Skip to main content

Microsoft Windows 8 Embedded Preview Download Now Available

Microsoft's Windows 8 Embedded Preview is finally available for download, giving developers the opportunity to put the new operating system to the test.

As part of Microsoft's recent showcase of releases, the preview of their upcoming Windows OS for embedded systems has officially been released. Whilst it hasn't created the same amount of publicity as Windows 8, it is still an essential part of software.

Thanks to Windows Embedded, developers can utilise the same toolset used for building applications in Windows 8 to create specialist devices running line-of-business applications - taking Windows 8 to a higher level. Such devices include vending machines, digital music players as well as for medical equipment such as MRIs and X-rays.

The bods over at Microsoft explained: “Windows Embedded Standard 8 enables OEMs to build differentiated devices that address the specialized needs of their enterprise customers.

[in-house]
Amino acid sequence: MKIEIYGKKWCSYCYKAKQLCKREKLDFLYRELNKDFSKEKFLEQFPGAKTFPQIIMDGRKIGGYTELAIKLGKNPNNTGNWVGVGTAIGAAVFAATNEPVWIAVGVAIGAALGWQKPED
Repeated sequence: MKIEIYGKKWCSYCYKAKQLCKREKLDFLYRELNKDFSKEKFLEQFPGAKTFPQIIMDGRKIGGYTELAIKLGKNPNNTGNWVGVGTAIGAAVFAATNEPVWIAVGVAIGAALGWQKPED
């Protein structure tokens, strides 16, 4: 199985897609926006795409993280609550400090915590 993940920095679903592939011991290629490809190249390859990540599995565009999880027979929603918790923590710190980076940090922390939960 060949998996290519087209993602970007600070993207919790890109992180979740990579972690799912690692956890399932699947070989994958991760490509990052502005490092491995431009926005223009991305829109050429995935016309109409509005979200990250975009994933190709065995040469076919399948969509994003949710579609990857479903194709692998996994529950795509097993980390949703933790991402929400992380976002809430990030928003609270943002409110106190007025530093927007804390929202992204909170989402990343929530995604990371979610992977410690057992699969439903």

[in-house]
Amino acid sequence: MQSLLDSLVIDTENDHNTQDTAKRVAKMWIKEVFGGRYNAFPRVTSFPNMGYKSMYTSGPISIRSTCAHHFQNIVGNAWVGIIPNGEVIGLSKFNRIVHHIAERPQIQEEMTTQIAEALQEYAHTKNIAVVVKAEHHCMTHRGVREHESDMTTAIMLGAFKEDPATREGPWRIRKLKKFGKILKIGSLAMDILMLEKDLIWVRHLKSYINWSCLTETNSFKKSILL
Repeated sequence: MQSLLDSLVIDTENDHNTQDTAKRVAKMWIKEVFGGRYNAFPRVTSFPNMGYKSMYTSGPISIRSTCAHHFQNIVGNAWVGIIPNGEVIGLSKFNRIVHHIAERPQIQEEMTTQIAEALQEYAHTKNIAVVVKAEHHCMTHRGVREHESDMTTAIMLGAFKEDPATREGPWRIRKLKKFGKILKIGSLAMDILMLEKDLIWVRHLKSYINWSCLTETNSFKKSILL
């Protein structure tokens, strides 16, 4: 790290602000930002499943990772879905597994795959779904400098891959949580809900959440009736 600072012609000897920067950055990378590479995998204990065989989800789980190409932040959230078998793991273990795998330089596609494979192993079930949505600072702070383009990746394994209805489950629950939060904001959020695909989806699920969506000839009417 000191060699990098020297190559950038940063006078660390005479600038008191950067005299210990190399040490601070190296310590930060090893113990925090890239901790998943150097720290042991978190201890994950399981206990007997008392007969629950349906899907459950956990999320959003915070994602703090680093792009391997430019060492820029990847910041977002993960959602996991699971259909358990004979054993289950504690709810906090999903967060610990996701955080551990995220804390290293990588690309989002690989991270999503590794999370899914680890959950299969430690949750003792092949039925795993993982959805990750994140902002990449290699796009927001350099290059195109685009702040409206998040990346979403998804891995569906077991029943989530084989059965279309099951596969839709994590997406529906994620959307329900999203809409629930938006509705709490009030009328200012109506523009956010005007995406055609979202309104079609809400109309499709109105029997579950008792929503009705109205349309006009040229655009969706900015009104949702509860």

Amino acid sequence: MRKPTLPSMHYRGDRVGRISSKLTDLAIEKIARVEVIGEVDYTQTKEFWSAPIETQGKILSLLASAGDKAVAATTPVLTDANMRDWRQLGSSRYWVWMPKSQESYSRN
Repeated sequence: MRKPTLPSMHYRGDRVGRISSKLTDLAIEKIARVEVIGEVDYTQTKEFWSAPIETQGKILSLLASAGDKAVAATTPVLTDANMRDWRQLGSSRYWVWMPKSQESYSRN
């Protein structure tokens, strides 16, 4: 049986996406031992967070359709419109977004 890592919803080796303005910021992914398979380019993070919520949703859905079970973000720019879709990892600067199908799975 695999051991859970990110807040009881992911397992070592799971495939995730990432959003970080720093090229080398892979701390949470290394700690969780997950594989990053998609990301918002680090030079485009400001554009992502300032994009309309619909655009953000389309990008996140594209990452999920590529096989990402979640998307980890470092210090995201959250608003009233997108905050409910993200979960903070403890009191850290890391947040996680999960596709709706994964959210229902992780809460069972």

The Windows Embedded Standard 8 CTP is an important step in giving developers and enterprises an opportunity to evaluate Windows 8 technologies for connecting specialized devices to powerful back-end software. With the recent release of the Windows 8 Consumer Preview and Windows Server 8 beta, along with this week’s launch of SQL Server 2012 and Windows Embedded Standard 8 CTP, Microsoft is offering a good look at a new, common set of technologies that spans specialized devices, servers, PCs and applications.”

The advantage of this release lets companies tailor the UI to their own presentation preferences, with the software package also including a module designer to allow easy integration of third-party software into the OS.

Mariel Norton is a self-confessed girly geek with a penchant for technology, and joins ITProPortal with just over a year's experience under her online belt. A copywriter by day and a freelance writer by night/weekend, Mariel is an avid volunteer - lending her charitable services throughout the world. Specialising in social media, apps, and video games, Mariel hopes to intertwine her love of technology with the English language to produce amusing anecdotes of ambiguous algorithms and alliteration